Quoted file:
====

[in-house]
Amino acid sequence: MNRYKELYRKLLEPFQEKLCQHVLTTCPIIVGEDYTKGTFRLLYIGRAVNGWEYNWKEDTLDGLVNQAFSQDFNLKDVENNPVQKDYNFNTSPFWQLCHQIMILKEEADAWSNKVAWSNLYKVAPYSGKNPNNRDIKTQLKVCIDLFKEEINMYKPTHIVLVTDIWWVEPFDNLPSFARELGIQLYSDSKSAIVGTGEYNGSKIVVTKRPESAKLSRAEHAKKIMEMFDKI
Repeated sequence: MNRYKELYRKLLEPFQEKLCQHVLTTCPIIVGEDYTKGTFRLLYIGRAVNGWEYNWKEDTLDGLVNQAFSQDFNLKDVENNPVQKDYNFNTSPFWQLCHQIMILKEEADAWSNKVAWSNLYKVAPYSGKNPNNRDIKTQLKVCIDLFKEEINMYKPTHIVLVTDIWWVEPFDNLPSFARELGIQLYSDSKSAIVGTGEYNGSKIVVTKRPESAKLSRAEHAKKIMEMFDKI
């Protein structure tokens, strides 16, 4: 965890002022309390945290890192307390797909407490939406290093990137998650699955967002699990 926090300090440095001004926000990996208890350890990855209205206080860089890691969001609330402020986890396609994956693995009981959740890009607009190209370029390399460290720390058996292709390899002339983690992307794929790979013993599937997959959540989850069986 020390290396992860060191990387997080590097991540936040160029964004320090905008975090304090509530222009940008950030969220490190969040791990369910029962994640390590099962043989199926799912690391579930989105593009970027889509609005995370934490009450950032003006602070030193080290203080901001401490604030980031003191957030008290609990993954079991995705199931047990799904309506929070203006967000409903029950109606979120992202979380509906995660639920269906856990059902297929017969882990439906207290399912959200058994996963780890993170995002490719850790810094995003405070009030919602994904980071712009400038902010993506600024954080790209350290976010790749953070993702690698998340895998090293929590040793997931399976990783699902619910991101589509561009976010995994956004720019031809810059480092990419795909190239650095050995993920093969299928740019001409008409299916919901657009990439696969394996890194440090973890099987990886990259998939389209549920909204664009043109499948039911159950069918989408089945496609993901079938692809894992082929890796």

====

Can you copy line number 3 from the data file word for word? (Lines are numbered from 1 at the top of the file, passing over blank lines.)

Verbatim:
Repeated sequence: MNRYKELYRKLLEPFQEKLCQHVLTTCPIIVGEDYTKGTFRLLYIGRAVNGWEYNWKEDTLDGLVNQAFSQDFNLKDVENNPVQKDYNFNTSPFWQLCHQIMILKEEADAWSNKVAWSNLYKVAPYSGKNPNNRDIKTQLKVCIDLFKEEINMYKPTHIVLVTDIWWVEPFDNLPSFARELGIQLYSDSKSAIVGTGEYNGSKIVVTKRPESAKLSRAEHAKKIMEMFDKI